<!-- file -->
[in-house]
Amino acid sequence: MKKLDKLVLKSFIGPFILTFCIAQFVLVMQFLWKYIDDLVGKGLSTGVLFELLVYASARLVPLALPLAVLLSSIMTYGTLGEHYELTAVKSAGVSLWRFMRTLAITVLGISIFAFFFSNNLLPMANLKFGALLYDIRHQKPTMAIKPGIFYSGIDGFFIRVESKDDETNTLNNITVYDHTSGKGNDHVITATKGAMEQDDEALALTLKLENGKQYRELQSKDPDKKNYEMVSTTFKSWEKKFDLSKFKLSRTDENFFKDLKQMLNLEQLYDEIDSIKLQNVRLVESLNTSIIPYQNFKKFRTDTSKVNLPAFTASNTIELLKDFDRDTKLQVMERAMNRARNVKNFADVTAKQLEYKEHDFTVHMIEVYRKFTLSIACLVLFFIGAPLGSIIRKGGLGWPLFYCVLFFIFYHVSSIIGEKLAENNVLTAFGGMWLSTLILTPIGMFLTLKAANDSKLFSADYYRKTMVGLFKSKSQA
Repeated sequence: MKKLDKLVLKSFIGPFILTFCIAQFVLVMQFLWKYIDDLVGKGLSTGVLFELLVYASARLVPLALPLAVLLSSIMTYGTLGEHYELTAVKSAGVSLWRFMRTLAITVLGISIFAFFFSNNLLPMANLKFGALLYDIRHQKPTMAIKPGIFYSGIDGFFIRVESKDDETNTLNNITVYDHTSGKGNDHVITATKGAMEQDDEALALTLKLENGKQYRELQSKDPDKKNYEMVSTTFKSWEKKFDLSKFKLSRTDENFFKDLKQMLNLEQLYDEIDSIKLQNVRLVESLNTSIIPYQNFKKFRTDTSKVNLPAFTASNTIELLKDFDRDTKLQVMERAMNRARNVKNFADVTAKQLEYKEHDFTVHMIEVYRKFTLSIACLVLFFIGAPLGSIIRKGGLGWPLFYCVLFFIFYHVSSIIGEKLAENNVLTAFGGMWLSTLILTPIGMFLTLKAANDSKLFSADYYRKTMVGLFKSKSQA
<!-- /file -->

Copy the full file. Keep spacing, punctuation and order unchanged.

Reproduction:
[in-house]
Amino acid sequence: MKKLDKLVLKSFIGPFILTFCIAQFVLVMQFLWKYIDDLVGKGLSTGVLFELLVYASARLVPLALPLAVLLSSIMTYGTLGEHYELTAVKSAGVSLWRFMRTLAITVLGISIFAFFFSNNLLPMANLKFGALLYDIRHQKPTMAIKPGIFYSGIDGFFIRVESKDDETNTLNNITVYDHTSGKGNDHVITATKGAMEQDDEALALTLKLENGKQYRELQSKDPDKKNYEMVSTTFKSWEKKFDLSKFKLSRTDENFFKDLKQMLNLEQLYDEIDSIKLQNVRLVESLNTSIIPYQNFKKFRTDTSKVNLPAFTASNTIELLKDFDRDTKLQVMERAMNRARNVKNFADVTAKQLEYKEHDFTVHMIEVYRKFTLSIACLVLFFIGAPLGSIIRKGGLGWPLFYCVLFFIFYHVSSIIGEKLAENNVLTAFGGMWLSTLILTPIGMFLTLKAANDSKLFSADYYRKTMVGLFKSKSQA
Repeated sequence: MKKLDKLVLKSFIGPFILTFCIAQFVLVMQFLWKYIDDLVGKGLSTGVLFELLVYASARLVPLALPLAVLLSSIMTYGTLGEHYELTAVKSAGVSLWRFMRTLAITVLGISIFAFFFSNNLLPMANLKFGALLYDIRHQKPTMAIKPGIFYSGIDGFFIRVESKDDETNTLNNITVYDHTSGKGNDHVITATKGAMEQDDEALALTLKLENGKQYRELQSKDPDKKNYEMVSTTFKSWEKKFDLSKFKLSRTDENFFKDLKQMLNLEQLYDEIDSIKLQNVRLVESLNTSIIPYQNFKKFRTDTSKVNLPAFTASNTIELLKDFDRDTKLQVMERAMNRARNVKNFADVTAKQLEYKEHDFTVHMIEVYRKFTLSIACLVLFFIGAPLGSIIRKGGLGWPLFYCVLFFIFYHVSSIIGEKLAENNVLTAFGGMWLSTLILTPIGMFLTLKAANDSKLFSADYYRKTMVGLFKSKSQA